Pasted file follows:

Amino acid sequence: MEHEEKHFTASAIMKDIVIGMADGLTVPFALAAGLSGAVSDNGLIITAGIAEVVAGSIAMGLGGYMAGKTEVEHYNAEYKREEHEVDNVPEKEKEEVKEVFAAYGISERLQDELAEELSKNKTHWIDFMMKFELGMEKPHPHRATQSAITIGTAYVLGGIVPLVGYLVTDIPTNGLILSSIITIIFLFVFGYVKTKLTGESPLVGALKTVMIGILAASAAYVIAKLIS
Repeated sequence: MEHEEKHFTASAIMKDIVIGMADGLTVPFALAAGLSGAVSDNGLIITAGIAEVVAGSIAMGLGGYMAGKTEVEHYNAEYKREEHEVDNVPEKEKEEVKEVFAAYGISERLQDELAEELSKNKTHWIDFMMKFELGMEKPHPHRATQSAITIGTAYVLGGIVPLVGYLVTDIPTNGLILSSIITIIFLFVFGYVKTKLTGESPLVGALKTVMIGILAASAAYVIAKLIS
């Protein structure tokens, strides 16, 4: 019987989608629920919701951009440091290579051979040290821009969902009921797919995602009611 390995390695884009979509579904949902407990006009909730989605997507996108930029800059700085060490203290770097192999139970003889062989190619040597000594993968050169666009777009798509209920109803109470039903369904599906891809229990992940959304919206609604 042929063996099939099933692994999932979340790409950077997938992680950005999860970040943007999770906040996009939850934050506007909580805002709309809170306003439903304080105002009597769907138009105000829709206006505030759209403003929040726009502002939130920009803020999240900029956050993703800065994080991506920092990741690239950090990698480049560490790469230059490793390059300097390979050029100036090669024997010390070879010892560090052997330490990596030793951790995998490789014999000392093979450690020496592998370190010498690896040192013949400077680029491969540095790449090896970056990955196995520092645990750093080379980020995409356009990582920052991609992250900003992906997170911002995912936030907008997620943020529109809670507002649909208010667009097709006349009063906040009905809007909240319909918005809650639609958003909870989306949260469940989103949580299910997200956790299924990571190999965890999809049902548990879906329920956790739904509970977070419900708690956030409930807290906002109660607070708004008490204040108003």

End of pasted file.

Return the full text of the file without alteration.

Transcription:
Amino acid sequence: MEHEEKHFTASAIMKDIVIGMADGLTVPFALAAGLSGAVSDNGLIITAGIAEVVAGSIAMGLGGYMAGKTEVEHYNAEYKREEHEVDNVPEKEKEEVKEVFAAYGISERLQDELAEELSKNKTHWIDFMMKFELGMEKPHPHRATQSAITIGTAYVLGGIVPLVGYLVTDIPTNGLILSSIITIIFLFVFGYVKTKLTGESPLVGALKTVMIGILAASAAYVIAKLIS
Repeated sequence: MEHEEKHFTASAIMKDIVIGMADGLTVPFALAAGLSGAVSDNGLIITAGIAEVVAGSIAMGLGGYMAGKTEVEHYNAEYKREEHEVDNVPEKEKEEVKEVFAAYGISERLQDELAEELSKNKTHWIDFMMKFELGMEKPHPHRATQSAITIGTAYVLGGIVPLVGYLVTDIPTNGLILSSIITIIFLFVFGYVKTKLTGESPLVGALKTVMIGILAASAAYVIAKLIS
């Protein structure tokens, strides 16, 4: 019987989608629920919701951009440091290579051979040290821009969902009921797919995602009611 390995390695884009979509579904949902407990006009909730989605997507996108930029800059700085060490203290770097192999139970003889062989190619040597000594993968050169666009777009798509209920109803109470039903369904599906891809229990992940959304919206609604 042929063996099939099933692994999932979340790409950077997938992680950005999860970040943007999770906040996009939850934050506007909580805002709309809170306003439903304080105002009597769907138009105000829709206006505030759209403003929040726009502002939130920009803020999240900029956050993703800065994080991506920092990741690239950090990698480049560490790469230059490793390059300097390979050029100036090669024997010390070879010892560090052997330490990596030793951790995998490789014999000392093979450690020496592998370190010498690896040192013949400077680029491969540095790449090896970056990955196995520092645990750093080379980020995409356009990582920052991609992250900003992906997170911002995912936030907008997620943020529109809670507002649909208010667009097709006349009063906040009905809007909240319909918005809650639609958003909870989306949260469940989103949580299910997200956790299924990571190999965890999809049902548990879906329920956790739904509970977070419900708690956030409930807290906002109660607070708004008490204040108003």